An LLM cannot write a cohesive, novel-length narrative from start to finish. At present, ChatGPT can produce roughly 600 words at a time, so in order to complete a novel, a human has to feed it prompts and then collage its outputs into a complete story. One prompt might be something like “Describe the death of an author in the style of CBC news.” The next might be “Write Augustus’ response to this death.” The computer can’t keep track of the minutiae of plot and character, leaving holes in the process.
In his afterword to Death of an Author (required reading for anyone who wants to think seriously about the future of LLM-assisted writing), Marche explains this patchwork process of composing the novel. He reread some of the great detective fiction writers, like Agatha Christie, Raymond Chandler, and James Myers Thompson, and employed ChatGPT to produce passages in their styles.
To polish the outputs into more readable language, he ran the text through Sudowrite, another LLM that allows for more stylistic authorial control (making sentences longer or shorter, rephrasing text, etc.) and then used yet another program, Cohere, to generate poetic similes, refining the language even further. Marche’s goal might have been Chandler, but to this reader’s ear, the prose is closer to Dan Brown—compulsively readable, but not in danger of winning the Edgar.
Despite the use of so many different programs and styles, this text has Stephen Marche’s signature all over it. Marche evento The New York Times: “I am the creator of this work, 100 percent.” What’s striking, though, is what he says next: “But on the other hand, I didn’t create the words.”
It’s important to meditate on this renunciation of authorship because it seems central to current misunderstandings about what LLMs are and why they make us so nervous. On the one hand, Marche acknowledges his role in the creation of the text: “I had an elaborate plan … I have a familiarity with the technology … I know what good writing looks like.” On the other, he chose to publish the work under a pseudonym, Aidan Marchine, a portmanteau of machine and Marche. Calling him the author of Death of an Author wouldn’t just be a tongue twister, it would be, according to Marche, “inaccurate as a matter of fact.”
This seems like a missed opportunity. As someone who has just finished writing two novels that incorporate LLM language, I agree with Marche that only a good writer will make anything worthwhile with these programs. Because of this, it seems important to acknowledge the human hand in every aspect of the writing process.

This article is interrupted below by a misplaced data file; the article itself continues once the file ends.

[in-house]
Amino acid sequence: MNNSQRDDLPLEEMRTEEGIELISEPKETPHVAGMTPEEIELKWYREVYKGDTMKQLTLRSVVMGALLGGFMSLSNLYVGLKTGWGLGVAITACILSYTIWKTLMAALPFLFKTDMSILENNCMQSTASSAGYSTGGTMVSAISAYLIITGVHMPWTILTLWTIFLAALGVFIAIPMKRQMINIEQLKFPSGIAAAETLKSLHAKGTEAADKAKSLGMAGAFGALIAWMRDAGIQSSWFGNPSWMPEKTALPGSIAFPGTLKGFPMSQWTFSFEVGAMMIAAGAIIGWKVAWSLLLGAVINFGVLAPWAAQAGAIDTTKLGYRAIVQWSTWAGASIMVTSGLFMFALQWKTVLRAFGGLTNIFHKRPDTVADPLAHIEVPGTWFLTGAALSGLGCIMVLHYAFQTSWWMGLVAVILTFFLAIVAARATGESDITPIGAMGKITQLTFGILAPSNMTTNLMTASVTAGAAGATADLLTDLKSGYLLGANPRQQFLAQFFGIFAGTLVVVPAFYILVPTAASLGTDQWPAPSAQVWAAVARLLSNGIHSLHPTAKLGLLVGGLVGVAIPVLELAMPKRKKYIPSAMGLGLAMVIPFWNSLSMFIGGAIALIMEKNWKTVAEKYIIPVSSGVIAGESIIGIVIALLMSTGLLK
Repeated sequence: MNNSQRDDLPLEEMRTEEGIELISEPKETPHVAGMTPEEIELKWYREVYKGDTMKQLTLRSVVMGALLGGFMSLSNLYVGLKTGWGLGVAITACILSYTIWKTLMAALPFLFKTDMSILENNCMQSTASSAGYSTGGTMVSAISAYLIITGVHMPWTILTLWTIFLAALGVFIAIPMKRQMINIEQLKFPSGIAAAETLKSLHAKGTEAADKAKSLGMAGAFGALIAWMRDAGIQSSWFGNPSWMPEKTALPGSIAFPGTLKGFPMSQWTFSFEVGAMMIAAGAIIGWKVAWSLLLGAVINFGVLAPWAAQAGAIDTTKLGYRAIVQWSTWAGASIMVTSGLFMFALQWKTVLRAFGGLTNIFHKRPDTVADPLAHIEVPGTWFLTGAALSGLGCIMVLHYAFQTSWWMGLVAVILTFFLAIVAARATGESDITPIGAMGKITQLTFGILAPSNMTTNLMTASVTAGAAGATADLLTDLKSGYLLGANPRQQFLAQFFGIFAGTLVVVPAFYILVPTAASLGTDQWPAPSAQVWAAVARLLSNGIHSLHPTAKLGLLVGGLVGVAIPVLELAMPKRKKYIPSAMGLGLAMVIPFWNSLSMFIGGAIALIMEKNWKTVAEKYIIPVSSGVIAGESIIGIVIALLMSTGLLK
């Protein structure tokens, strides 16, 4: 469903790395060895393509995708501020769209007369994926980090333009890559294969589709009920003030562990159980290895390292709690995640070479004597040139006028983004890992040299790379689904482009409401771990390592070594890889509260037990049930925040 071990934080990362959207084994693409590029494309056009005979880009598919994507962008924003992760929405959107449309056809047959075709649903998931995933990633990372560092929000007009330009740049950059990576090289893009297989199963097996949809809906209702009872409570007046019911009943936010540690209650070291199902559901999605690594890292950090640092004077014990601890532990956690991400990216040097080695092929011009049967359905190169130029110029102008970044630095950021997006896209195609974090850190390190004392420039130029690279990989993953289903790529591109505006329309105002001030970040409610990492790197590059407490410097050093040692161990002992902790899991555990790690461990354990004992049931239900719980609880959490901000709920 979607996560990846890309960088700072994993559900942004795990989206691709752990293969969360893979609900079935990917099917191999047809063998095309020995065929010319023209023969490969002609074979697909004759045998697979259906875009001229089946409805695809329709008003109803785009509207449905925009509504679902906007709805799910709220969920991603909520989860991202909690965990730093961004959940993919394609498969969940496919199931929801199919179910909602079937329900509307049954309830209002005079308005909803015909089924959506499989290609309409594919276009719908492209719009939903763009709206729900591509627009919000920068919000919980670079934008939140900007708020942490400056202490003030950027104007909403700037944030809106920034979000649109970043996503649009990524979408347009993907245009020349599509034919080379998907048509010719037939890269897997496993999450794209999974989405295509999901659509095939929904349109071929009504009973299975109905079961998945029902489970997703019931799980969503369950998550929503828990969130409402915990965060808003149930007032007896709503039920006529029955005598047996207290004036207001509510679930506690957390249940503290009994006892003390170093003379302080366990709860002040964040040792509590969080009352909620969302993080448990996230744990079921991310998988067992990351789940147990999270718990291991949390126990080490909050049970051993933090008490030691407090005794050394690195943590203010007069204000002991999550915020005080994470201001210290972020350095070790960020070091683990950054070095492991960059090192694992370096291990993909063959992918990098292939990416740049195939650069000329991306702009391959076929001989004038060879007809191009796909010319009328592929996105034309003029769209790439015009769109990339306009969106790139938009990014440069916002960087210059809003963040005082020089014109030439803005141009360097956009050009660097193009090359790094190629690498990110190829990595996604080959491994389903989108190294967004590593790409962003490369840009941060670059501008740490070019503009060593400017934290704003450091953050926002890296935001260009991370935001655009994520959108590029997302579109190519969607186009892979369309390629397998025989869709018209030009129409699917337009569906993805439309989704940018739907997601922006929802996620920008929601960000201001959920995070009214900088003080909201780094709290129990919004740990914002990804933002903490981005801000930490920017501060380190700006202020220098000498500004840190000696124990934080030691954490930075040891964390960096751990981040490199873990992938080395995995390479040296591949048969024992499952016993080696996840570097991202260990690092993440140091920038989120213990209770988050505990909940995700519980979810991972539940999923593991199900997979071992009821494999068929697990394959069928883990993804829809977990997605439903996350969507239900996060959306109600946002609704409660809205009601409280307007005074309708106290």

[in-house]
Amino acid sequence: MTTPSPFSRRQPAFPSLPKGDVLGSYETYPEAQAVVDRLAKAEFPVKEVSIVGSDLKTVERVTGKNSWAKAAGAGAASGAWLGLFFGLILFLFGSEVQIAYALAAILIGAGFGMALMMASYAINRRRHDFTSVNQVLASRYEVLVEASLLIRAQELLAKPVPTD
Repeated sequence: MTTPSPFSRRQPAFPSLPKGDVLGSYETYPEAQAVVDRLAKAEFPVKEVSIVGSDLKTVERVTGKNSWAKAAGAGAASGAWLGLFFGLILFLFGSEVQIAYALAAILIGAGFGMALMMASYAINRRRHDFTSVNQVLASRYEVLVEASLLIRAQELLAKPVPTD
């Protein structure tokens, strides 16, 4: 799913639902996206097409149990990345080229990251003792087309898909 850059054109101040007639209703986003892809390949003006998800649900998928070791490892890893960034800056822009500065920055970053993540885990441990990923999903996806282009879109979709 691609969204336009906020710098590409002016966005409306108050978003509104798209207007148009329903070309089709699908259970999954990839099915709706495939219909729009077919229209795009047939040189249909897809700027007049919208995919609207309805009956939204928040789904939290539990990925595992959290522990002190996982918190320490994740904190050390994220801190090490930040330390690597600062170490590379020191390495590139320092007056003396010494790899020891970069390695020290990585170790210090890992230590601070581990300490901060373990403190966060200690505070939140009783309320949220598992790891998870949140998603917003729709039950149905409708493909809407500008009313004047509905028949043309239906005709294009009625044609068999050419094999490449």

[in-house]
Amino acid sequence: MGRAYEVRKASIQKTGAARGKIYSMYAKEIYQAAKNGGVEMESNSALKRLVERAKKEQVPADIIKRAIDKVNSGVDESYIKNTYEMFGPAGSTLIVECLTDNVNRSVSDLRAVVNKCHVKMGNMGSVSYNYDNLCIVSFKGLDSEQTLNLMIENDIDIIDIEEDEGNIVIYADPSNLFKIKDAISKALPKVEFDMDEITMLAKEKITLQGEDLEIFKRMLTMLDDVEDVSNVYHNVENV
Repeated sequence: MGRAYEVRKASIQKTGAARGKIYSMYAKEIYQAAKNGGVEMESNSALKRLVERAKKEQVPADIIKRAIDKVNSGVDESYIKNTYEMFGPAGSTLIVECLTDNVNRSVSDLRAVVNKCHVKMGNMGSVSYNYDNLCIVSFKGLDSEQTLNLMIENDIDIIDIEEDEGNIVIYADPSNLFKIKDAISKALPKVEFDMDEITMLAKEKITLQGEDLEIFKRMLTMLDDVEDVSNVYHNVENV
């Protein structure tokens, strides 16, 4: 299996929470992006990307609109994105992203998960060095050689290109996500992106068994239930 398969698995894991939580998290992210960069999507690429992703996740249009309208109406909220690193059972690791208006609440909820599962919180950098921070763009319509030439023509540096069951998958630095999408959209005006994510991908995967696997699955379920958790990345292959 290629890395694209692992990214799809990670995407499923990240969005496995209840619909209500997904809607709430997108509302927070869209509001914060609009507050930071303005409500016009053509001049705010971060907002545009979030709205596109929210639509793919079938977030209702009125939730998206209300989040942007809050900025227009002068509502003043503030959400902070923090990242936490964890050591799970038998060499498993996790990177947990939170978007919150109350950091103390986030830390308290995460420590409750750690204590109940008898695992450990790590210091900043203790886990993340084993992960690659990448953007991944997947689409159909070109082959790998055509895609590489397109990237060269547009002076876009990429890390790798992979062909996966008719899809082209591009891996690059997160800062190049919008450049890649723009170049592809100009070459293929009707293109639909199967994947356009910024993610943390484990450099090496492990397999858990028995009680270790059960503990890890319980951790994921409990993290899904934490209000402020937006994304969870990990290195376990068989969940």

Even the choice to include a particular LLM output over another is a human decision, not unlike the selective reframing employed by artists like Marcel Duchamp and Andy Warhol. Giving creative credit to the LLM seems to turn an elaborate collaboration between a human and a machine into a flashy tech gimmick. And it plays into the hands of forces who claim that writing with LLMs is not “real” writing, nor is it worthy of copyright protection, as the US Copyright Office.
LLMs are not authors, nor do they possess intelligence. They are simply tools. They are computer programs trained to recognize patterns in how we write and then use these patterns to produce language that appears like conscious and coherent thought. At least for the foreseeable future, these programs do not operate without prompts. They can’t produce text at a random moment out of their own creative inspiration. They can’t prompt themselves to fulfill apocalyptic fantasies and take over the planet. They begin and end with human direction. As such, the material that LLMs produce should be seen as a collaboration between a human author and a machine. The author asks the machine for language and then creatively determines what to do with the machine’s outputs.
It might be helpful to situate Death of an Author not in the tradition of LLM writing, but in the larger field of literary supercuts, or works of fiction made entirely out of found language. While the history of literary supercuts is less known, fiction writers have been incorporating found language for centuries. Al-Jāḥiẓ, a Medieval Arabic author, borrowed plenty from other sources. Herman Melville’s Moby-Dick begins with 13 pages of found whale descriptions.